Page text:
Afghan leaders feted the return of Gulbuddin Hekmatyar to Kabul yesterday, praising their newfound brotherhood and desire for peace. Escorted by SUVs bristling with gunmen toting grenade launchers and machine guns, Hekmatyar’s convoy swept into the city as if bearing a returning hero, instead of a notorious exiled warlord and accused war criminal seeking to reclaim his former power.
Hekmatyar was allowed to return to Kabul as part of a proclaimed peace deal with his militant group, Hezb-i Islami. His return is a grim reminder of how Afghanistan’s militia leaders continue to seek more power while denying their victims justice.
Hekmatyar’s speech at the presidential palace on Thursday set off alarm bells. He criticized Afghanistan’s parliamentary system as being unsuited to Afghanistan. At a rally today he said the division of power in the National Unity Government was not “divinely ordained” nor provided for in the Afghan constitution (which he wants to change). He said he had come to rescue Afghanistan “from crisis.”
According to analyst Kate Clark, the deal with Hekmatyar had less to do with peace than with “the rehabilitation of his political career.” The same could be said for Afghanistan’s other warlords who reclaimed power and sought to sanitize their images after 2001.
Hekmatyar rejected accusations that members of his party had attacked women with acid, but said nothing about Hezb-i Islami’s attacks on nongovernmental organizations (NGOs) working with Afghan women in the refugee camps in Pakistan. Yet Human Rights Watch has documented serious abuses – including death threats – against relief workers and journalists, and we know Hezb-i Islami maintained a prison in Shamshatoo refugee camp where political rivals, including Afghans working for NGOs, were tortured.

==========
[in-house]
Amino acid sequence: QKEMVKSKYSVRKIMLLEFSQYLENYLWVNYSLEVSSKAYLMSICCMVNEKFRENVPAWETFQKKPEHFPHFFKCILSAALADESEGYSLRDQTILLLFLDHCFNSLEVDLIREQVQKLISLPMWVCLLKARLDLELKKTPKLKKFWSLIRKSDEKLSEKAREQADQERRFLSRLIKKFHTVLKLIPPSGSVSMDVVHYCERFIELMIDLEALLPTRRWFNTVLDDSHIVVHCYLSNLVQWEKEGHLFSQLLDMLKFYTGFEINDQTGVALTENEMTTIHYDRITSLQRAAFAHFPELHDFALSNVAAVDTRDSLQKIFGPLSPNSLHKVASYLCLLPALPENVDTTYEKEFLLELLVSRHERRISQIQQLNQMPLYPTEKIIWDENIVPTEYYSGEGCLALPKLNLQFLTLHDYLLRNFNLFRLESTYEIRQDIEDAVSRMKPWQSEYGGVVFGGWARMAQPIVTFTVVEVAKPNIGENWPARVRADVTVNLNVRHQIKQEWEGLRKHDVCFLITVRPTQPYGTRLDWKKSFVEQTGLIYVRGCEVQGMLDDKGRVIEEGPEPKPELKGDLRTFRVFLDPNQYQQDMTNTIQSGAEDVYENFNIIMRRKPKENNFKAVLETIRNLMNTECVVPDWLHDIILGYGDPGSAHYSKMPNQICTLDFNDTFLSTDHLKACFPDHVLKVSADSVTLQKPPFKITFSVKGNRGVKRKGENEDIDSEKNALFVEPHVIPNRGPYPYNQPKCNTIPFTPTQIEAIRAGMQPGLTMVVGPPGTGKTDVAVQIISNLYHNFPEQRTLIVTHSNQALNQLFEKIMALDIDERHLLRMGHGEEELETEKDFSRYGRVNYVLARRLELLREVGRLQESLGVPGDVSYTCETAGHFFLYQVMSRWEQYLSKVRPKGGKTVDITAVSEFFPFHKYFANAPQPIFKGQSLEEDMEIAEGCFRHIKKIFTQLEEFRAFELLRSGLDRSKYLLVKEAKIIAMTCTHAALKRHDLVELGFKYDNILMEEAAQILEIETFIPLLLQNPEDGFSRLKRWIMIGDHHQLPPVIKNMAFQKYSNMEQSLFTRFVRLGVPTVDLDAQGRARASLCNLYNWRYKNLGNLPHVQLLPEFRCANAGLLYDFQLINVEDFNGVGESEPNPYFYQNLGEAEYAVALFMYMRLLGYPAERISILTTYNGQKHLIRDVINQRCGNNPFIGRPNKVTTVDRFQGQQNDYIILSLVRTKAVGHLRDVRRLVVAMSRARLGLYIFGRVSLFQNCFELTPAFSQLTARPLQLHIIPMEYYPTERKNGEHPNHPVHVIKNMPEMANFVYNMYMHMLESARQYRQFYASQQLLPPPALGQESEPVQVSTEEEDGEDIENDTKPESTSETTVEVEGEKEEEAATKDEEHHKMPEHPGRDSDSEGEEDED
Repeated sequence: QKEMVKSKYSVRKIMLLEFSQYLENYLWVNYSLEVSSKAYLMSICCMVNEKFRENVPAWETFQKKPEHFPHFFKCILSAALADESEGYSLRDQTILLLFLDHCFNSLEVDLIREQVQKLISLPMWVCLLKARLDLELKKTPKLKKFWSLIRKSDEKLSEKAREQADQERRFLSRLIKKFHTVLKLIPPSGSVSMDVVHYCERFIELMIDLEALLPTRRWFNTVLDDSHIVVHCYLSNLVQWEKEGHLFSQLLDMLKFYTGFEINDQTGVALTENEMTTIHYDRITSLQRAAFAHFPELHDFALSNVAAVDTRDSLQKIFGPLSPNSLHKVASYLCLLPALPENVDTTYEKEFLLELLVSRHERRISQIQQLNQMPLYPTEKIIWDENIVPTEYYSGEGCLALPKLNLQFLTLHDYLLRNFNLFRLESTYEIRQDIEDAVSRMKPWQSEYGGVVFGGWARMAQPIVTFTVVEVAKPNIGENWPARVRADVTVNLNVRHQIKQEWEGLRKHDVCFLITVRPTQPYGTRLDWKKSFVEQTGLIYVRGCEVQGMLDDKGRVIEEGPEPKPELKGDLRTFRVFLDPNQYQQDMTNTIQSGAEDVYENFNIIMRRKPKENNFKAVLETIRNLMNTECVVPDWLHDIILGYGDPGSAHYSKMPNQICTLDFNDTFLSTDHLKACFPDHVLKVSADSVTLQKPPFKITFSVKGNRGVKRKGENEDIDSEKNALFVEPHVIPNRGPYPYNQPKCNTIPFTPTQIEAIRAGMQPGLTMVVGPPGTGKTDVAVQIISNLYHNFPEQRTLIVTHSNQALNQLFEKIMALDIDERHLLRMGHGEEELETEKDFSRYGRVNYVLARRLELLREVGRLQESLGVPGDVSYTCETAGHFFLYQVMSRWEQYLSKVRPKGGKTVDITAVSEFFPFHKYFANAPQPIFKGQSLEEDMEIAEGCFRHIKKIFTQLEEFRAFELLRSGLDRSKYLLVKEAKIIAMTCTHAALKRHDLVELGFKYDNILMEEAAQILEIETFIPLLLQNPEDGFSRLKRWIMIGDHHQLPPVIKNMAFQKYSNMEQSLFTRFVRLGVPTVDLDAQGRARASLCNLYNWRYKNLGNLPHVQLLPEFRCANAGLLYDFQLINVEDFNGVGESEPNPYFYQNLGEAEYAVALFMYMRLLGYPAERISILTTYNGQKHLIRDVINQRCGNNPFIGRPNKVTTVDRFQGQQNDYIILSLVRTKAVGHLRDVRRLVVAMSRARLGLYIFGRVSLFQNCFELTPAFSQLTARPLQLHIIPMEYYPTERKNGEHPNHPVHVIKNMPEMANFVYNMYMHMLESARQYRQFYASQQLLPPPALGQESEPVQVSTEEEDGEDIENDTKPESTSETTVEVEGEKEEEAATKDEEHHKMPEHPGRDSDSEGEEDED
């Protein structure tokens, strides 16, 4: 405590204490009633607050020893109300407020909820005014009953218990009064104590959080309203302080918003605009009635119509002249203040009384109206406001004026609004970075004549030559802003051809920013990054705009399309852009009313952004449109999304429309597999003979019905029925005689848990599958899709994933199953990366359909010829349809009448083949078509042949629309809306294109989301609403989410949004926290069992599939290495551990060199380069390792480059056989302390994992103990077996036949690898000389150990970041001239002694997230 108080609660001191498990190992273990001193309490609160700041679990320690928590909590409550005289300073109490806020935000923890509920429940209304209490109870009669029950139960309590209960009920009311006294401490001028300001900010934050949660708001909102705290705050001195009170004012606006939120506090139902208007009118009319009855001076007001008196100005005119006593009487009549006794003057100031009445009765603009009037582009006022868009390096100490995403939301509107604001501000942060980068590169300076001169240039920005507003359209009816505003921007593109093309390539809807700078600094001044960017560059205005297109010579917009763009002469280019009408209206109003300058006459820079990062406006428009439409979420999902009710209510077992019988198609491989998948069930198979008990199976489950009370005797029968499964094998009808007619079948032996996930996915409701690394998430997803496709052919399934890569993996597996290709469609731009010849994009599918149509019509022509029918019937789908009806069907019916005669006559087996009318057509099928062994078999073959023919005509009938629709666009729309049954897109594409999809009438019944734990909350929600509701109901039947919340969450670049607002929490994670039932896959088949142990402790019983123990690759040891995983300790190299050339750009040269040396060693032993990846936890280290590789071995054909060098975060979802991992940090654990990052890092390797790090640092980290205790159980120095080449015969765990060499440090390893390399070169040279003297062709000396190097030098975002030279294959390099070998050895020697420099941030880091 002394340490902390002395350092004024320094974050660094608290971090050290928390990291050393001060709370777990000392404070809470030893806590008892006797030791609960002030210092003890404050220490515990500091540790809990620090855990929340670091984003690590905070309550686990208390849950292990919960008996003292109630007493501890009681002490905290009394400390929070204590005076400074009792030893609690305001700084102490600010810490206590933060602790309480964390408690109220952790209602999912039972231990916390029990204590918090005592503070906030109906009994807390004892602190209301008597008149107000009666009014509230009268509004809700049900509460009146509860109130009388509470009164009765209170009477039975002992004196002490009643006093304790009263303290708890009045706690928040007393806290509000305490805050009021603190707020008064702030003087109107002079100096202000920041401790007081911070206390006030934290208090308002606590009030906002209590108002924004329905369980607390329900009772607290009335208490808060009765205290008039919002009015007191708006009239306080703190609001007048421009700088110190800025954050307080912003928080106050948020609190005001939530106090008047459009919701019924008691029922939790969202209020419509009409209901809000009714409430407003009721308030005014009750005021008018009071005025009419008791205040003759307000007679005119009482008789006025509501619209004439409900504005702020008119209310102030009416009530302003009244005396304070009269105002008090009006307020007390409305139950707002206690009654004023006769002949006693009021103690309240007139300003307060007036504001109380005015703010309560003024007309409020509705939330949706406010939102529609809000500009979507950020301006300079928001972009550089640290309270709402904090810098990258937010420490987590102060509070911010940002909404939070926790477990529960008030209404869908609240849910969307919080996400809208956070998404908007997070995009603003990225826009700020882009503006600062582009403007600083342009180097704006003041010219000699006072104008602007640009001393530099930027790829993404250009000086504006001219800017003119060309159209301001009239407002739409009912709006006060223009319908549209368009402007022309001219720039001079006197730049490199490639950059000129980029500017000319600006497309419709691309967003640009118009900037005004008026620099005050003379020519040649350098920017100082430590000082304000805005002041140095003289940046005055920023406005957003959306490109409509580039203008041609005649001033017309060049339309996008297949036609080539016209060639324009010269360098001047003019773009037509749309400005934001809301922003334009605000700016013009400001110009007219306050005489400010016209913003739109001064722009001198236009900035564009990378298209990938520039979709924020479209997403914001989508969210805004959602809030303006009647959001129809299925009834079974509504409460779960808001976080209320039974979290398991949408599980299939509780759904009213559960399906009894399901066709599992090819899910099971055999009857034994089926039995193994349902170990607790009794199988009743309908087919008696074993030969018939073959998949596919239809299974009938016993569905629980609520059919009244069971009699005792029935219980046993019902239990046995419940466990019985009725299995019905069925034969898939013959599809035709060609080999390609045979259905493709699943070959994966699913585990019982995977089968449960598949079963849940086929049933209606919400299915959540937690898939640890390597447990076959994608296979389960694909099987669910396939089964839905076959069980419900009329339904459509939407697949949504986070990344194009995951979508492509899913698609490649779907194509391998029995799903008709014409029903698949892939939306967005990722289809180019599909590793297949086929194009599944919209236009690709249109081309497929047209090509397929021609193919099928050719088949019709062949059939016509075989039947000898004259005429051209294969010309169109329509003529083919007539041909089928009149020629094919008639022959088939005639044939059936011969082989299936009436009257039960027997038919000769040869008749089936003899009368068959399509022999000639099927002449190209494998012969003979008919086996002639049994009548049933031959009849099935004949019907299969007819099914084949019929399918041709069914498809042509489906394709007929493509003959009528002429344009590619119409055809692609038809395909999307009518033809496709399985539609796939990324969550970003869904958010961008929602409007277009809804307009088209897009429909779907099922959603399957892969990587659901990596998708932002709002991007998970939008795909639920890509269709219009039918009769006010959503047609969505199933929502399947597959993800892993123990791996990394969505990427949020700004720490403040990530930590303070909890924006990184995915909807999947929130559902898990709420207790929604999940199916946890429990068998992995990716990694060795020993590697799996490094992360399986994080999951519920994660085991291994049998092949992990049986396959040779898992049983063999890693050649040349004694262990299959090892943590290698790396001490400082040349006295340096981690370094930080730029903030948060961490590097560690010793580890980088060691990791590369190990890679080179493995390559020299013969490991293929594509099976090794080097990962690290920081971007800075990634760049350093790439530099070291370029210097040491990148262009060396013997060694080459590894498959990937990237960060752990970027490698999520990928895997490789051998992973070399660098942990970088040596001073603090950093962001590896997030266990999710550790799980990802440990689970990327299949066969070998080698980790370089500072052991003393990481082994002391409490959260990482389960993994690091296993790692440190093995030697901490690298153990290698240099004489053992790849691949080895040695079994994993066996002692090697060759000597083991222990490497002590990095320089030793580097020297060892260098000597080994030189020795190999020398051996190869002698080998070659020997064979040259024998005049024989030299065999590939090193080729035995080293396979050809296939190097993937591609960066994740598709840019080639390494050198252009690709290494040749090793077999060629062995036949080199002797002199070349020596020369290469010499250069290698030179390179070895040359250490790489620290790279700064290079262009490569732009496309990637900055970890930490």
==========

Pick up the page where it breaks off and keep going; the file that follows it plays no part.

In yesterday’s speech, Hekmatyar urged Afghan media outlets to “respect national values,” and while saying he was not against freedom of speech, he has warned them against lying. During an earlier speech on April 30, he had been blunter, saying: “Close the mouth of vicious media as they motivate terrorists.”
In a second speech today, he called for an end to the war, noting that “in every province there are mass graves.” He’s right – some of them contain the remains of civilians killed by his relentless shelling of Kabul, or those tortured and murdered by his militia. For their families, Hekmatyar’s return brings no peace, and the continuing impunity it represents heralds no new beginning for Afghanistan.